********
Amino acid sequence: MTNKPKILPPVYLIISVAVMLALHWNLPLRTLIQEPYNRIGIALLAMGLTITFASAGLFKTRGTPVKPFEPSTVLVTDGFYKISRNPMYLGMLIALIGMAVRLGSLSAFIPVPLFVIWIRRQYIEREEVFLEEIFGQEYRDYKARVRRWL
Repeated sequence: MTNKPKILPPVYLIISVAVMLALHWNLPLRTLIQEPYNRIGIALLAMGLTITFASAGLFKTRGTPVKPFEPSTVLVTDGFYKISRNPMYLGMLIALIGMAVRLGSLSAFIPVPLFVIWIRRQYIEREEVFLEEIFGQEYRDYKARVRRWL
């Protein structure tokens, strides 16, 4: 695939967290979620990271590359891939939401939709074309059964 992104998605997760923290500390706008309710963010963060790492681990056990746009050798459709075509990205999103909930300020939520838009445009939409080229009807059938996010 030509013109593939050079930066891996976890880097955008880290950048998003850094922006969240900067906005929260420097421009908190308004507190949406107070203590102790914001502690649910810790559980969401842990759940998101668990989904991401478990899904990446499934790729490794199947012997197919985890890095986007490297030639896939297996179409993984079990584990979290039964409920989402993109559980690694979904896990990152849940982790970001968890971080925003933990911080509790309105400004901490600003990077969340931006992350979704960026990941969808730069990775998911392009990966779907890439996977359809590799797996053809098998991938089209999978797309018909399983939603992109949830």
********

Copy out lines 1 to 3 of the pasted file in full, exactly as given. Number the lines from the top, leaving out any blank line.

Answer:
Amino acid sequence: MTNKPKILPPVYLIISVAVMLALHWNLPLRTLIQEPYNRIGIALLAMGLTITFASAGLFKTRGTPVKPFEPSTVLVTDGFYKISRNPMYLGMLIALIGMAVRLGSLSAFIPVPLFVIWIRRQYIEREEVFLEEIFGQEYRDYKARVRRWL
Repeated sequence: MTNKPKILPPVYLIISVAVMLALHWNLPLRTLIQEPYNRIGIALLAMGLTITFASAGLFKTRGTPVKPFEPSTVLVTDGFYKISRNPMYLGMLIALIGMAVRLGSLSAFIPVPLFVIWIRRQYIEREEVFLEEIFGQEYRDYKARVRRWL
């Protein structure tokens, strides 16, 4: 695939967290979620990271590359891939939401939709074309059964 992104998605997760923290500390706008309710963010963060790492681990056990746009050798459709075509990205999103909930300020939520838009445009939409080229009807059938996010 030509013109593939050079930066891996976890880097955008880290950048998003850094922006969240900067906005929260420097421009908190308004507190949406107070203590102790914001502690649910810790559980969401842990759940998101668990989904991401478990899904990446499934790729490794199947012997197919985890890095986007490297030639896939297996179409993984079990584990979290039964409920989402993109559980690694979904896990990152849940982790970001968890971080925003933990911080509790309105400004901490600003990077969340931006992350979704960026990941969808730069990775998911392009990966779907890439996977359809590799797996053809098998991938089209999978797309018909399983939603992109949830």